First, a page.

Dismissal: Polkey’s place in the modern world

The Court of Appeal has handed down an important decision emphasising the wide discretion that an employment tribunal has to make a ‘Polkey reduction’ – a ruling that dismissal would have occurred, or would probably have occurred even if a fair procedure or proper investigation had been followed – in an unfair dismissal case.

It also opens up the idea that an employer may simply say that a dismissal would or probably would have occurred in any event for a different reason to that which prompted the dismissal decision in the first place.

Gover case

The case of Gover v Property Care Ltd (2006) concerned a number of claimants whose commission scheme was unilaterally changed to their detriment, and without any proper consultation.

The employer’s approach was described by the tribunal as “reprehensible”. It found that the dismissals were unfair, but then went on to consider what would have happened had the employer carried out a reasonable consultation process and taken legal advice before deciding to take action.

The tribunal found that the employer would still have sought to impose new terms that, while not so poor as to give rise to a fundamental breach of contract, would still have been unattractive to the staff. The tribunal then decided that the claimants would not have felt able to accept these less onerous terms, so to dismiss them in those circumstances would have been fair.

The tribunal awarded each claimant four months’ salary to reflect the period during which a proper consultation would have taken place. In doing so, it applied the well-known case of Polkey v AE Dayton Services – in which it was first held that an employer could argue that a financial award could be reduced on the basis that a fair procedure would, or probably would, have resulted in a dismissal anyway.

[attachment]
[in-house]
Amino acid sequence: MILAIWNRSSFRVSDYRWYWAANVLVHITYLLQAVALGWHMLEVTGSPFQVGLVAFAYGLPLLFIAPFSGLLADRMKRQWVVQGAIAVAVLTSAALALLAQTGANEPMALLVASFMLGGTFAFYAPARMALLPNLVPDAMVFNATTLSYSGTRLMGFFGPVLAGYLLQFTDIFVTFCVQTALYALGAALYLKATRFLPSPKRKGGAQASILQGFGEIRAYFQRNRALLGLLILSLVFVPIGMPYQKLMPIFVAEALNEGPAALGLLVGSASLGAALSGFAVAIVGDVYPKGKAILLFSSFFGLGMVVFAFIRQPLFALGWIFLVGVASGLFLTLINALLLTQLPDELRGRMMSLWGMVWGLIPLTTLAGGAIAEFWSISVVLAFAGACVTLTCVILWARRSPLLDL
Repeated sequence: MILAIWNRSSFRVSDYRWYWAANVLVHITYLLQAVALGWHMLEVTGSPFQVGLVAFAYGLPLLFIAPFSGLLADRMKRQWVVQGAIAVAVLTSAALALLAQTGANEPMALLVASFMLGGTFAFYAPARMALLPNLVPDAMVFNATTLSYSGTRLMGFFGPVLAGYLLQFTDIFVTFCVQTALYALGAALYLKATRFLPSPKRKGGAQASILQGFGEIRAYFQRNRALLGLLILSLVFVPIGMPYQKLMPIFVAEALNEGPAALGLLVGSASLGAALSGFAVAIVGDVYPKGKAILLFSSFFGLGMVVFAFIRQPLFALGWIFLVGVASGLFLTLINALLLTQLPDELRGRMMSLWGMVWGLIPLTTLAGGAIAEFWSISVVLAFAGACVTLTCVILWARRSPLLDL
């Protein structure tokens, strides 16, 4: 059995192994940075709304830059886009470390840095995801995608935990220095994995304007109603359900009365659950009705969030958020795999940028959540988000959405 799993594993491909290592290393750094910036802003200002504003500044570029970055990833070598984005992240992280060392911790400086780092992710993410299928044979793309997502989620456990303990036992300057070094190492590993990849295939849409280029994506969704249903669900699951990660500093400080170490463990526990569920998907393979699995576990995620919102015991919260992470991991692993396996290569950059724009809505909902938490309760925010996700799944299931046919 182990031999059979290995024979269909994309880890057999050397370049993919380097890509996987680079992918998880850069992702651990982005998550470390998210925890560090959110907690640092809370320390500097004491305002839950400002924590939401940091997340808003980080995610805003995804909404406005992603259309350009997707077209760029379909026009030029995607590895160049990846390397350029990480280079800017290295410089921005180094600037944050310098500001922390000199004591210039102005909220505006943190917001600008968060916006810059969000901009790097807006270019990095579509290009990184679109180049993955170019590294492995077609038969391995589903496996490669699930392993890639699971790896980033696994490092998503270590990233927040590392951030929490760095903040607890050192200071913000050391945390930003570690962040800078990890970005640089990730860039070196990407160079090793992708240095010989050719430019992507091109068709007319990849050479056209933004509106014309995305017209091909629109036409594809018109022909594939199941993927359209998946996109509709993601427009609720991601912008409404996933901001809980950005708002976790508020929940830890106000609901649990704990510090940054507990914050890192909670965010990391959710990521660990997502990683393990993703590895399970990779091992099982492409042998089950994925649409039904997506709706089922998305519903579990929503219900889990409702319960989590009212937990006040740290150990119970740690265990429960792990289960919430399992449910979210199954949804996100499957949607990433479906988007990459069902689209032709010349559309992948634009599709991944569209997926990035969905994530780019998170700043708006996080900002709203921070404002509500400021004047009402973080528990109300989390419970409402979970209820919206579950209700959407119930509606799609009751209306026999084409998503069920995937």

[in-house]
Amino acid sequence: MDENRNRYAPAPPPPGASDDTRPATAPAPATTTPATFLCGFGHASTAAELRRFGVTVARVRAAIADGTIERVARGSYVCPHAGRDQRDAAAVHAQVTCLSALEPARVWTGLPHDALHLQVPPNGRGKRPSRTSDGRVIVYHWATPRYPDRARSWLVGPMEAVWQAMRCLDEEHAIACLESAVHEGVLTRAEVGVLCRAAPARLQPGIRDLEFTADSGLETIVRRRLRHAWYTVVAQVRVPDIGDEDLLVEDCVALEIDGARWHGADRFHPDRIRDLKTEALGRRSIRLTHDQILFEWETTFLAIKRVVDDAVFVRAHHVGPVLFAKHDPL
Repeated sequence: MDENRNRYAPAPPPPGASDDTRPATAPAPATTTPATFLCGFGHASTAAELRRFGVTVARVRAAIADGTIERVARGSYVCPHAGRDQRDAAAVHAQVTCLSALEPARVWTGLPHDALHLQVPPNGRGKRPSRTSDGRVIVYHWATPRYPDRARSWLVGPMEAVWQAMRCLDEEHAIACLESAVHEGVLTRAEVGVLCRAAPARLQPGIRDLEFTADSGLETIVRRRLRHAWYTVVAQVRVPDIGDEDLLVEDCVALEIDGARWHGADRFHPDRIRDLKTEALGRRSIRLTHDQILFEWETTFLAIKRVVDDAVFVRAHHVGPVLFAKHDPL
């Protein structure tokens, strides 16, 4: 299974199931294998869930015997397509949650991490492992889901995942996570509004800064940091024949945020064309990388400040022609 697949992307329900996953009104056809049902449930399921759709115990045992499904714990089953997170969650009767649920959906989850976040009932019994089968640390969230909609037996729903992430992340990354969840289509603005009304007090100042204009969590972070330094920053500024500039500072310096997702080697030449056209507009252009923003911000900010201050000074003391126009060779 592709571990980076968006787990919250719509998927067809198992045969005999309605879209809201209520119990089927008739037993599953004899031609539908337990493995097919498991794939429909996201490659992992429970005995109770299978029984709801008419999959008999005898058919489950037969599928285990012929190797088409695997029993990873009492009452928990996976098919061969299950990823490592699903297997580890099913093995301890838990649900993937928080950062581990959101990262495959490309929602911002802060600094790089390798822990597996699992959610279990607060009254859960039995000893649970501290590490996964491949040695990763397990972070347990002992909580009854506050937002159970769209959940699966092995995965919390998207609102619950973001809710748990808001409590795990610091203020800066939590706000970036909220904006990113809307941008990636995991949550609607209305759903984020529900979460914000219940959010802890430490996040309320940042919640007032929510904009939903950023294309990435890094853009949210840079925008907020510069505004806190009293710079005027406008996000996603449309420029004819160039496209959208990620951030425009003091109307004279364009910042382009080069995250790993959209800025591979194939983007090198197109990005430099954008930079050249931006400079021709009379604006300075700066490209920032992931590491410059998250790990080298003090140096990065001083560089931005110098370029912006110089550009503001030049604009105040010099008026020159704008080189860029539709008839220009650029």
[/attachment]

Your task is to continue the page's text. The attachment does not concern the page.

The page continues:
The Court of Appeal emphasised that the tribunal should have a very wide discretion when deciding whether or not the claimant would have been dismissed in any event some time after the actual dismissal.

Key points

The following principles can be gleaned from Gover:

When dealing with how much to award the claimant, a tribunal is entitled to hypothesise about what would have happened had the employer behaved within the law (the Polkey principle).

It may not matter if the tribunal finds that the employer would have fairly dismissed the staff after the period of consultation for a different reason from the one it relied upon when it actually dismissed them. This means:

  • a finding that the dismissal would have occurred in any event is a matter for the tribunal’s own judgment and impression, and not something that the appeal courts would easily interfere with;
  • the key focus of tribunals should be the wording of the statute, which says that the tribunal should award what is “just and equitable”, which clearly covers the tribunal decision in Gover; and
  • the Polkey principle can be applied where the employer unfairly dismisses the employee for one reason but argues that it would have been able to fairly dismiss them later for a different reason.

For example:

  • An employee is dismissed because of a restructure of the business, but without a proper consultation. The tribunal finds this dismissal is unfair because the restructure was a sham, but also finds that the employee would have been fairly dismissed six weeks later because of a genuine redundancy.

  • An employee is dismissed because the employer held an irrational hostility towards them. This obviously cannot be a fair reason for a dismissal. However, the tribunal finds that the employer would have fairly dismissed the claimant six weeks later for misconduct.

In each of these examples, the tribunal could award the claimant only six weeks’ loss of earnings, a basic award, and a small sum for loss of statutory rights.


The Court of Appeal’s Gover judgment accords with common sense. Why should an employee receive a windfall if they would not have remained in employment for very much longer anyway? However, we will have to wait to see how the case is applied by the tribunals in practice.

Suzanne McKie, barrister and deputy chair, Employment Lawyers Association

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